Archaeologists discover rare artefacts at site of 1503 shipwreck

One of the rarest artefacts is said to be a silver coin dubbed the 'ghost' coin

Archaeologists discover rare artefacts at site of 1503 shipwreck

Image: Blue Water Recoveries

A number of rare artefacts - including a so-called 'ghost' coin - have been uncovered by archaeologists at the site of a 16th century shipwreck.

The Portuguese East Indiaman was part of explorer Vasco da Gama's Armada to India when it sank off the coast of Oman in 1503.

Researchers believe the suspected wreck of the Esmeralda is the earliest ship from Europe's Age of Discovery ever to be found and scientifically investigated, National Geographic reports.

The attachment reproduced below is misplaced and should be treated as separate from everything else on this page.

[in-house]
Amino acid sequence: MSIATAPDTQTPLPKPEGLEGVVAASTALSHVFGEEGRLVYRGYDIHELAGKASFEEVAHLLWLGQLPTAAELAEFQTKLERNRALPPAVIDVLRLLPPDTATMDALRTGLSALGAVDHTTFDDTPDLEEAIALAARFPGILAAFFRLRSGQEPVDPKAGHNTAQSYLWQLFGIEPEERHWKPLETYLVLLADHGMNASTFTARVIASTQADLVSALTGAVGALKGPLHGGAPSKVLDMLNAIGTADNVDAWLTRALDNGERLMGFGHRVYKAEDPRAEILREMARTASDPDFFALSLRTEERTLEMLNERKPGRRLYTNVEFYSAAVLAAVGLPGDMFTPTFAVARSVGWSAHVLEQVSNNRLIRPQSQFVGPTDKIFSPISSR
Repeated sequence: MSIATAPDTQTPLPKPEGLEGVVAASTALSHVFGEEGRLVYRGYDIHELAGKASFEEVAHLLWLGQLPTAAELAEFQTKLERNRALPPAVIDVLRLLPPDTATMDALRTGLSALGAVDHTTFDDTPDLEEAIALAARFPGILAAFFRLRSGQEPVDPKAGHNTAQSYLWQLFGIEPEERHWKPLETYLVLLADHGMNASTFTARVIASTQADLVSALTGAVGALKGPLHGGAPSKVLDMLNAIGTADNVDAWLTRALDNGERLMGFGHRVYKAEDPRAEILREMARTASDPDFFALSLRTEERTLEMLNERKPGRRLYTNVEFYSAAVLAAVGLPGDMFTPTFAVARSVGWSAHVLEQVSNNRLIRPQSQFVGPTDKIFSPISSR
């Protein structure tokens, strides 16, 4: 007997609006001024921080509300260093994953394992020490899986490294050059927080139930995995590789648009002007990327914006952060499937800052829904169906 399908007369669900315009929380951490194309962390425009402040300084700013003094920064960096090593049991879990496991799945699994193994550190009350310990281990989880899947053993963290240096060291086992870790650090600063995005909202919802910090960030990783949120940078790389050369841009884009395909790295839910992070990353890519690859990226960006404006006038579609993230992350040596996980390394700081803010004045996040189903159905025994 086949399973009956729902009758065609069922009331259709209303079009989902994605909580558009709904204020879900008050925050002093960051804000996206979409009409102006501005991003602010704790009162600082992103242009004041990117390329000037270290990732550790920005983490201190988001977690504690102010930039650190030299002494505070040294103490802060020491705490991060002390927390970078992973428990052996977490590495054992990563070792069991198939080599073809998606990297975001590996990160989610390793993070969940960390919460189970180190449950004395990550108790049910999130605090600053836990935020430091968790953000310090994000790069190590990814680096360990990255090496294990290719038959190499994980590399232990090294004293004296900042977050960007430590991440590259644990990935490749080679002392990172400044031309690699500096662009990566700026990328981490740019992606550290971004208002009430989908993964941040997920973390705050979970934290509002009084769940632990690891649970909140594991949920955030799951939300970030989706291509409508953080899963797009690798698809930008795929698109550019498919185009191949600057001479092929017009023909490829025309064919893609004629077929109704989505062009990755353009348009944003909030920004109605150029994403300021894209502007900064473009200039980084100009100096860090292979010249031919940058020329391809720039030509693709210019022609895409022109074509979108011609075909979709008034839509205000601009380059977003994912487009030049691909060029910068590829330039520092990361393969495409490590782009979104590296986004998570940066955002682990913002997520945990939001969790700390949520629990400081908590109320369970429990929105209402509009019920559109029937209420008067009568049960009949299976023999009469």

An archaeological survey began in 2013 - 15 years after the site's initial discovery - and more than 2,800 artefacts are said to have been found since, including a bronze bell.

One of the rarest artefacts is said to be a silver coin, commissioned specifically in 1499 for trade with India.

There is said to be only one known other 'Indio' coin in the world, and has been dubbed a lost or 'ghost' coin for that reason.

The investigation was carried out by UK-based Blue Water Recoveries in co-operation with Oman's Ministry of Heritage & Culture.

Project Director David L Mearns said, "this project differs from the majority of maritime archaeology projects in that we set out to specifically find the wreck site of the Sodré ships, using a survivor's and other historical accounts, because of their very early age and the potential they held for new discoveries.

"It is extremely gratifying therefore that this strategy has paid off with such interesting revelations even though we are still at a relatively early stage in the study of the artefact assemblage," he added.

You can find out more information about the project here.